Meaning: emanating from a person's emotions and prejudices
I have been prejudiced.
There is a class of men in Bristol monstrously prejudiced against Blandly.
But perhaps Lanyard was prejudiced by his partiality for Americans, a sentiment the outgrowth of the years spent in New York with Bourke.
He is so violent, so prejudiced, and has been so--so anxious in behalf of his friend, Mr. Sawyer,' added Arabella, looking down, 'that I fear the consequences dreadfully.'
I was going to stuff one of them for my collection, but she is prejudiced against it for some reason or other; so I have relinquished the idea, though I think it is a mistake.
The fact that he wore detachable cuffs, which he took off on beginning work and stacked in a glistening pile on the desk in front of him, was no proof of innate viciousness of disposition, but it prejudiced the Old Etonian against him.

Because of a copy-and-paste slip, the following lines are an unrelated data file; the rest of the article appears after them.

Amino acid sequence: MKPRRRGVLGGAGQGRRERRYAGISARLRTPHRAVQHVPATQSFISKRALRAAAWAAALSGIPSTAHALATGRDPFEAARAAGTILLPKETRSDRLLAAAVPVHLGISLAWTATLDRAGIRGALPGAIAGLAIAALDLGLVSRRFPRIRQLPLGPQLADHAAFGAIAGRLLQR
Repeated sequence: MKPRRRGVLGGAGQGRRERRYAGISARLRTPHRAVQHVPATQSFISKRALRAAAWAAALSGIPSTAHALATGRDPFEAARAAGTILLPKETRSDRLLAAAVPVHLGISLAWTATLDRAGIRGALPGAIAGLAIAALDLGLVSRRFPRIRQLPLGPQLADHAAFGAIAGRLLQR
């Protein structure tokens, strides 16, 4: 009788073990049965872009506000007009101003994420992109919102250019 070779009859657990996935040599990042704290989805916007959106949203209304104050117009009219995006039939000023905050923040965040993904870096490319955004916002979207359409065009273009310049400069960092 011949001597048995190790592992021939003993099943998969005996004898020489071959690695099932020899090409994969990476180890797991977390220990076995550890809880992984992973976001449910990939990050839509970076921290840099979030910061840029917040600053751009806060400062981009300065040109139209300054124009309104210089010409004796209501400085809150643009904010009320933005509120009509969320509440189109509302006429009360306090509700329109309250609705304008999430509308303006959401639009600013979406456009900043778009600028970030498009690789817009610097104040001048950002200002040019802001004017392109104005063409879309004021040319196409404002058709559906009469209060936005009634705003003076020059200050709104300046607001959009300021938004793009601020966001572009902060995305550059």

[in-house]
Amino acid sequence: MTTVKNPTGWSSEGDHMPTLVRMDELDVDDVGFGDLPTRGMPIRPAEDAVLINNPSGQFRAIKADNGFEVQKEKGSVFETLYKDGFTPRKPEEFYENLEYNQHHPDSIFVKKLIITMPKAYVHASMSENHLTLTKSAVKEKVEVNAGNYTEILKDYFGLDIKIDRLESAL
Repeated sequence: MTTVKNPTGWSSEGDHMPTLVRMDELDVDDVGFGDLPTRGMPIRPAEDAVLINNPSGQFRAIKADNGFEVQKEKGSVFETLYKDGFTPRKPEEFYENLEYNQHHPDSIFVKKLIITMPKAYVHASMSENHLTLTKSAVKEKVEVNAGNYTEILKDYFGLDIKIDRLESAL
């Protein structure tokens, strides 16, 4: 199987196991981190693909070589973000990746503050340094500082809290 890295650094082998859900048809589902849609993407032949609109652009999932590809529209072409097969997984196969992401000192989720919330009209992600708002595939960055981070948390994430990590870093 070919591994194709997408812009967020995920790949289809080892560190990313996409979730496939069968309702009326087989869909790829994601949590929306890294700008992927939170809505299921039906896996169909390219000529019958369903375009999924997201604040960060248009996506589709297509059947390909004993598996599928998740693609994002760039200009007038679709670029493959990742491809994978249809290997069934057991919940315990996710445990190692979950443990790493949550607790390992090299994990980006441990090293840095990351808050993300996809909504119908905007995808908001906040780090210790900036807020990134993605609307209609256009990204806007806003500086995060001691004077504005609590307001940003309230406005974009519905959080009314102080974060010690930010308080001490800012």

He was a good well-meaning fellow, a little narrow, a little prejudiced, a little spoiled by the devotion of the district visitors and Sunday School teachers; but he was honest and energetic, and as a worker among the poor few could have equalled him.